Residents from the Brownsville neighborhood of Brooklyn, New York, demonstrated in December 2020 to disrupt construction of the Metropolitan Reliability Project, commonly called the North Brooklyn Pipeline. (Erik McGregor/LightRocket via Getty Images)

USA - How the Country’s Largest Climate Bill Threatens to Leave Black Communities Behind

A clean energy transition that doesn't prioritize Black life cannot sustain itself long term, says climate policy expert Rhiana Gunn-Wright.

One year after the signing of the Inflation Reduction Act — the largest bill in U.S. history aimed at mitigating climate change — examples of the bill’s key policies harming Black communities continue to surface. Capital B has reported on several, including:

Experts like Rhiana Gunn-Wright, climate policy director at the Roosevelt Institute, contend that policy leaders have largely ignored these harms in the name of the greater good.

However, in a recent essay in Hammer & Hope, a Black politics and culture magazine, she pinpoints the underlying truth behind this harm: The greater good in the U.S. has always come at the expense of Black people.

“The pattern that we’re seeing of Black people harmed by the decisions, investments, and build-out of clean energy is heartbreaking, but it’s nothing we should be surprised by. There is historical precedent,” said Gunn-Wright, who helped craft the country’s most progressive federal climate policy proposal — the Green New Deal — with Democratic U.S. Rep. Alexandria Ocasio-Cortez of New York. It has yet to pass.

The harm imposed on Black people, Gunn-Wright says, is born out of “racist compromises” facilitated by the bill’s implementation that “threaten to keep Black people at the bottom of a new green economy.”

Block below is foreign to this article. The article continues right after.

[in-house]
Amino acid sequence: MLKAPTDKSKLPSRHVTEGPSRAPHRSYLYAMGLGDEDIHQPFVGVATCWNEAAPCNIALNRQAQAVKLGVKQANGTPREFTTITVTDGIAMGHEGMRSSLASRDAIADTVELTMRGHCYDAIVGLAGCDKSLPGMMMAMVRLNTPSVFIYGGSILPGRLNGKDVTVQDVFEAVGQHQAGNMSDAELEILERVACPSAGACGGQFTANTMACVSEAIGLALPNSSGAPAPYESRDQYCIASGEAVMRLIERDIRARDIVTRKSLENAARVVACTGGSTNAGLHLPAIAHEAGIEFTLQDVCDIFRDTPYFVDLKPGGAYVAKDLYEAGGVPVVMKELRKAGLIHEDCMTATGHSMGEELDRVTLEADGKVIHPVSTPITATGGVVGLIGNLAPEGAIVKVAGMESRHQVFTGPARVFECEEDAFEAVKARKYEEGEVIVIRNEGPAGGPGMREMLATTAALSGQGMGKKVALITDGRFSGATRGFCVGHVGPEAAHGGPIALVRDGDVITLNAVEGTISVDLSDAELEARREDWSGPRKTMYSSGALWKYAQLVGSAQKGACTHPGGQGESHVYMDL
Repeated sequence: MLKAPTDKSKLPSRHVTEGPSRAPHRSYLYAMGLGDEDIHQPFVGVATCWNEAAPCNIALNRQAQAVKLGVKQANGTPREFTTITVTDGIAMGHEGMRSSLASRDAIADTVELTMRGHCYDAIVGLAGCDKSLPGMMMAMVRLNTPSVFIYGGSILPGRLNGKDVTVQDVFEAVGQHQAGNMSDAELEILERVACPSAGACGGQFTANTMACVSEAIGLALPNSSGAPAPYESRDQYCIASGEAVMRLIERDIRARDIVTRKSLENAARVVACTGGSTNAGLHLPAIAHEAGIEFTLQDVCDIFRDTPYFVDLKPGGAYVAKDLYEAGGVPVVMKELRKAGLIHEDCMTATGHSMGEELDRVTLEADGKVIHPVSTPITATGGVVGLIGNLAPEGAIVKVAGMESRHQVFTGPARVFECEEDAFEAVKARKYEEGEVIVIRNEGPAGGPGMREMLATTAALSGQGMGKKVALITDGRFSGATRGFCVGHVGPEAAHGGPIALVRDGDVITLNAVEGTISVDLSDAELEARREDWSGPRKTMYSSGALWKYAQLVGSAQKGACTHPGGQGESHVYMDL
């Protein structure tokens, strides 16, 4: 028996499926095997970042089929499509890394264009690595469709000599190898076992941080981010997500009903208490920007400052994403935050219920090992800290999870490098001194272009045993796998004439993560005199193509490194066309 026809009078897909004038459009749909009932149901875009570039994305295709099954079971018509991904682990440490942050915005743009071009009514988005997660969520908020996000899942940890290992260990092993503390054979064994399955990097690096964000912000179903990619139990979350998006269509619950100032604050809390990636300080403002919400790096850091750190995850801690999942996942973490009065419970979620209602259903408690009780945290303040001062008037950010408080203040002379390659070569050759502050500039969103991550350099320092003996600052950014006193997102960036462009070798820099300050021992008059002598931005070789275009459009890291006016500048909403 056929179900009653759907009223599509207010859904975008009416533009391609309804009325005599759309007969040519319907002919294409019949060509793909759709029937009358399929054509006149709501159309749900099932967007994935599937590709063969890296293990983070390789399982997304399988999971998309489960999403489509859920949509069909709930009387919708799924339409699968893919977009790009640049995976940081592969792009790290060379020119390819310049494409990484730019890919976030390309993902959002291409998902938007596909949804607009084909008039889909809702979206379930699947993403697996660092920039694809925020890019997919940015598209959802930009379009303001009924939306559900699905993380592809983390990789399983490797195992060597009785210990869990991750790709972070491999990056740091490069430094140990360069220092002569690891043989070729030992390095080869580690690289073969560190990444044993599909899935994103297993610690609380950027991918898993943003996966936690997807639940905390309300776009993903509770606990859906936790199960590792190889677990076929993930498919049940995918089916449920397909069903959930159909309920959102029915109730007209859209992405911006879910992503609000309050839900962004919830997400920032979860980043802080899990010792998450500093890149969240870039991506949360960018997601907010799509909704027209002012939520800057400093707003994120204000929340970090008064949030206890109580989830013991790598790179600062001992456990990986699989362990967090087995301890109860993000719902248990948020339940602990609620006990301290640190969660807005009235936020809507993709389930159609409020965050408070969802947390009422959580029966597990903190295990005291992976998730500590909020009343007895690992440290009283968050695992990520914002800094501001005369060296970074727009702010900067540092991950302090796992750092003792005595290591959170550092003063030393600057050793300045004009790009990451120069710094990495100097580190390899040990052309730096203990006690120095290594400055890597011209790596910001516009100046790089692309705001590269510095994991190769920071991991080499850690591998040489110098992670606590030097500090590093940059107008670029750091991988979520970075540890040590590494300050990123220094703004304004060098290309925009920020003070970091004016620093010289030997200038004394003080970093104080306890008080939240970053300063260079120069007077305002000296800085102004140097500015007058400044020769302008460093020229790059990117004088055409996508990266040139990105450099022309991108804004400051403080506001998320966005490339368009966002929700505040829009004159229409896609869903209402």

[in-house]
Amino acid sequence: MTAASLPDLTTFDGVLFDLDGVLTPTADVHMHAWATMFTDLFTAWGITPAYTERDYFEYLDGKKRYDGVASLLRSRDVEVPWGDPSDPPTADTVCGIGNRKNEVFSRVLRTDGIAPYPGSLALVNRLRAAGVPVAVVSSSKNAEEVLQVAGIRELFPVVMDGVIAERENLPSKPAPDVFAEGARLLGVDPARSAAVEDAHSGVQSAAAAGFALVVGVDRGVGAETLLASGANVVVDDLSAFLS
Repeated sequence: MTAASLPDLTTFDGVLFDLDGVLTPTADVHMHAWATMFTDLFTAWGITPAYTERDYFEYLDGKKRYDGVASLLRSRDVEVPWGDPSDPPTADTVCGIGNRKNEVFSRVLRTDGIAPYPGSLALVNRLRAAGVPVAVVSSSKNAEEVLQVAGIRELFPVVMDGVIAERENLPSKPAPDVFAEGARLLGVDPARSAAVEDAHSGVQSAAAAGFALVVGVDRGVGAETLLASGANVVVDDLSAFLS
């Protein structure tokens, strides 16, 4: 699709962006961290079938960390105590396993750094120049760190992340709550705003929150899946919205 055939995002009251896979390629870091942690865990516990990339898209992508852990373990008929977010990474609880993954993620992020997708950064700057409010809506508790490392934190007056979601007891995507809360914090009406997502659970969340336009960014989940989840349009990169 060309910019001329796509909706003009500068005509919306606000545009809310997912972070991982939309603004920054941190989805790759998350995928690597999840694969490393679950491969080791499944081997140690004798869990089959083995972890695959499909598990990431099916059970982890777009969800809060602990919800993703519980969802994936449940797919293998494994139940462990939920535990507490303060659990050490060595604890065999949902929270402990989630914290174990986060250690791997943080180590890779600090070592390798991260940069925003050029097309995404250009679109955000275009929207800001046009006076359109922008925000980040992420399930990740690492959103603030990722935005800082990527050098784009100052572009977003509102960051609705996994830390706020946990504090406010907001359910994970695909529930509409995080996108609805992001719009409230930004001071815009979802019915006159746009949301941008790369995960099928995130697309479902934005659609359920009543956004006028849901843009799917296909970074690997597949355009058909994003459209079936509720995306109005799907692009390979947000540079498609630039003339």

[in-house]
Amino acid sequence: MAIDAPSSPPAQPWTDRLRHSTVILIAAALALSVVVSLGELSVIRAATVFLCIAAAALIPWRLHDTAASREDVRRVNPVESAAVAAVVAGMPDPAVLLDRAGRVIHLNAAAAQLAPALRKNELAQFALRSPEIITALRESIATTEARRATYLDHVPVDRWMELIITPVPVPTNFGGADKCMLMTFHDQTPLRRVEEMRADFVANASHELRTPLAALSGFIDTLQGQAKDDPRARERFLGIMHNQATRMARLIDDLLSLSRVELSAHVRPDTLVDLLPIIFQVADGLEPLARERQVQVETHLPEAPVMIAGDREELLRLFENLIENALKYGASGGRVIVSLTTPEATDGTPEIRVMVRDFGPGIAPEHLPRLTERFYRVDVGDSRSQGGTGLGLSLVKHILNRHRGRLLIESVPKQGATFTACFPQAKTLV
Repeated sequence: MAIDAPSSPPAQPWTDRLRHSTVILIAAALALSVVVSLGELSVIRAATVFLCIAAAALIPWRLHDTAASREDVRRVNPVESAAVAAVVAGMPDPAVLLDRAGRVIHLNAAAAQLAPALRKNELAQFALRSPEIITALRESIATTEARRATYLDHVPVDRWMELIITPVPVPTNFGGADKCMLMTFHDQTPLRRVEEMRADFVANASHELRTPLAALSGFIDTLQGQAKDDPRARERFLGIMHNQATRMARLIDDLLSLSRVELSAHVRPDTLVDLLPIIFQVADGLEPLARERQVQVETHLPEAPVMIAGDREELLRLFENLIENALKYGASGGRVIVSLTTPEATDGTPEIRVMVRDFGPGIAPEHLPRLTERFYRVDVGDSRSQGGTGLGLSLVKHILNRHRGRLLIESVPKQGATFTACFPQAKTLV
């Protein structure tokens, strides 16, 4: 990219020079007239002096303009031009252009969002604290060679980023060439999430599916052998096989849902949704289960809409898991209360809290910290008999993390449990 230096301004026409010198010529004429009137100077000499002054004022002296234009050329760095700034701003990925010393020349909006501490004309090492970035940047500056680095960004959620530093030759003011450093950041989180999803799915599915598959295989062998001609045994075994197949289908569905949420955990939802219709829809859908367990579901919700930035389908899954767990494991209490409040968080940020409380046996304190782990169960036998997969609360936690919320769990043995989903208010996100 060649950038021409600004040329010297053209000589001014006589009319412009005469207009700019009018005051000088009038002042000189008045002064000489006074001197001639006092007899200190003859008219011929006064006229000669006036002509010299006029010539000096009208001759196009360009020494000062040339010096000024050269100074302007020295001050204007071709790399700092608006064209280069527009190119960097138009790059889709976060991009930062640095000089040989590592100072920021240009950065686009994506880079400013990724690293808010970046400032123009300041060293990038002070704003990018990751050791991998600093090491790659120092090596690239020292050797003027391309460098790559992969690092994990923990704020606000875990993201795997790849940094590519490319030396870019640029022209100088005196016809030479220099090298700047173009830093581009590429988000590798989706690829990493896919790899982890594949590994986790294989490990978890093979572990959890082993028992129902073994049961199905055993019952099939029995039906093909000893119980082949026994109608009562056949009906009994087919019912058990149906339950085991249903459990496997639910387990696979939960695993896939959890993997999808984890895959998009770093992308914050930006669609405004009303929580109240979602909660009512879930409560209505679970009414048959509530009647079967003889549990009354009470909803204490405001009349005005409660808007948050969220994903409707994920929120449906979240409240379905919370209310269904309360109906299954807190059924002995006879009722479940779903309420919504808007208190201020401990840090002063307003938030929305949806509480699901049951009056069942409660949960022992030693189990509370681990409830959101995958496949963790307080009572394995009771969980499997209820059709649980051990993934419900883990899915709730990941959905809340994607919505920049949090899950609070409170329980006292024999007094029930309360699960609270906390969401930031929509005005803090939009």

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Capitol B, September 7, 2023


To get the bill passed, Democrats made several concessions, many of which were pushed for by Democratic U.S. Sen. Joe Manchin of West Virginia. Those compromises included opening the Gulf of Mexico for oil and gas drilling leases and approving a 300-mile gas pipeline through poor, rural Appalachian communities. While these concessions don’t cause immediate harm to Black neighborhoods, they guarantee that oil and gas will continue to be refined and processed in Black communities across the country.

Read More: Biden’s EPA Has Resolved Only One Civil Rights Complaint Brought Since 2021

The new green economy is slowly taking shape. The country is beginning to see drastic decreases in pollution, the creation of hundreds of thousands of new jobs, and the much-needed construction of bridges, roads, and solar and wind energy facilities. But as Gunn-Wright says, “When we trade away Black people, we trade away everything that makes a green transition compelling and urgent.”

A transition that doesn’t prioritize Black life, she says, cannot sustain itself long term.

At the mark of the first anniversary of the historic bill’s passing, Capital B sat down with Gunn-Wright to learn more about the ways federal climate policy is shortchanging Black communities and how the U.S. can implement climate policy that prioritizes Black life.

This conversation was lightly edited for clarity.

Capital B: A lot of the media coverage of the IRA has been very positive. Why do you think it is so important to acknowledge the negatives as well in a space that has been slow to recognize them?

Rhiana Gunn-Wright: I’ve been thinking about many of these things for a while, for a lot of the past year, but I hung back because I didn’t know if what I was seeing or perceiving was just me. And I think the other thing was, if I’m being completely honest, I was scared.

After the IRA passed, discussions about the role of race in the IRA rollout and within the climate movement felt much more closed off than they had been in 2020, for example. I saw people of color bringing up critiques of the IRA [being] sort of shrugged off, not listened to.

So do you think that the general climate movement sees the environmental injustices facilitated by the IRA and chooses not to address them, or is it that people aren’t even seeing the issues in the first place?

It’s a mix of both. For many people who have been working on climate for years, it was very exciting to see a lot of the good stuff in the IRA, and they just wanted to focus on what they felt was good about the bill, especially with an election coming up.

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